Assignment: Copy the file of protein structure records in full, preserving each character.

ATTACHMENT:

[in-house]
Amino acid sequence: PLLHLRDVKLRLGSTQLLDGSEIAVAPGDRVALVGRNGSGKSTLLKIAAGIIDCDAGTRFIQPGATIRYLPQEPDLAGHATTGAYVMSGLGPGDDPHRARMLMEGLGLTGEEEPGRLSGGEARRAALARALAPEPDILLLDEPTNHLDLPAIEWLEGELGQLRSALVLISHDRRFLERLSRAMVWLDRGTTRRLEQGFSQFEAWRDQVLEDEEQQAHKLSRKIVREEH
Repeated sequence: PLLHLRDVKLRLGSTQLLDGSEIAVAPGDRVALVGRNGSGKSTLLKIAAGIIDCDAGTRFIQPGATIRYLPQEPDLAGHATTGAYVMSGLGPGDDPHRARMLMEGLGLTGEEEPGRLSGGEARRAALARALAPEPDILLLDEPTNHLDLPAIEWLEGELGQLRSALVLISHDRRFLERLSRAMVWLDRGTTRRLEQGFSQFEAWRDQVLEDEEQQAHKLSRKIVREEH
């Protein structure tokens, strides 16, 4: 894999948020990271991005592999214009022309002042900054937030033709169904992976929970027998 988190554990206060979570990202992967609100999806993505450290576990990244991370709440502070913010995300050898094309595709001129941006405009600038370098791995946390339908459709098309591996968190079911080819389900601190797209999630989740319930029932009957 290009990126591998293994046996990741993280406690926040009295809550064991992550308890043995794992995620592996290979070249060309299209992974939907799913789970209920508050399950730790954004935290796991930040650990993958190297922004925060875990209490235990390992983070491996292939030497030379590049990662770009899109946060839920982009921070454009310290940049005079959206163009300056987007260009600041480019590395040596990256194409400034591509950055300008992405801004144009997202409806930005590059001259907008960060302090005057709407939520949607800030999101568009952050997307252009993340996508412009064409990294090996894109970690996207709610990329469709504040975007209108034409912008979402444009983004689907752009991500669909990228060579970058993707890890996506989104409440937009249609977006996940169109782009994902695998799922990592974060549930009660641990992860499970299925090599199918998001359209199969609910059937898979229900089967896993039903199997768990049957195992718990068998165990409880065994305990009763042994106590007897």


[in-house]
Amino acid sequence: PLLHLRDVKLRLGSTQLLDGSEIAVAPGDRVALVGRNGSGKSTLLKIAAGIIDCDAGTRFIQPGATIRYLPQEPDLAGHATTGAYVMSGLGPGDDPHRARMLMEGLGLTGEEEPGRLSGGEARRAALARALAPEPDILLLDEPTNHLDLPAIEWLEGELGQLRSALVLISHDRRFLERLSRAMVWLDRGTTRRLEQGFSQFEAWRDQVLEDEEQQAHKLSRKIVREEH
Repeated sequence: PLLHLRDVKLRLGSTQLLDGSEIAVAPGDRVALVGRNGSGKSTLLKIAAGIIDCDAGTRFIQPGATIRYLPQEPDLAGHATTGAYVMSGLGPGDDPHRARMLMEGLGLTGEEEPGRLSGGEARRAALARALAPEPDILLLDEPTNHLDLPAIEWLEGELGQLRSALVLISHDRRFLERLSRAMVWLDRGTTRRLEQGFSQFEAWRDQVLEDEEQQAHKLSRKIVREEH
């Protein structure tokens, strides 16, 4: 894999948020990271991005592999214009022309002042900054937030033709169904992976929970027998 988190554990206060979570990202992967609100999806993505450290576990990244991370709440502070913010995300050898094309595709001129941006405009600038370098791995946390339908459709098309591996968190079911080819389900601190797209999630989740319930029932009957 290009990126591998293994046996990741993280406690926040009295809550064991992550308890043995794992995620592996290979070249060309299209992974939907799913789970209920508050399950730790954004935290796991930040650990993958190297922004925060875990209490235990390992983070491996292939030497030379590049990662770009899109946060839920982009921070454009310290940049005079959206163009300056987007260009600041480019590395040596990256194409400034591509950055300008992405801004144009997202409806930005590059001259907008960060302090005057709407939520949607800030999101568009952050997307252009993340996508412009064409990294090996894109970690996207709610990329469709504040975007209108034409912008979402444009983004689907752009991500669909990228060579970058993707890890996506989104409440937009249609977006996940169109782009994902695998799922990592974060549930009660641990992860499970299925090599199918998001359209199969609910059937898979229900089967896993039903199997768990049957195992718990068998165990409880065994305990009763042994106590007897």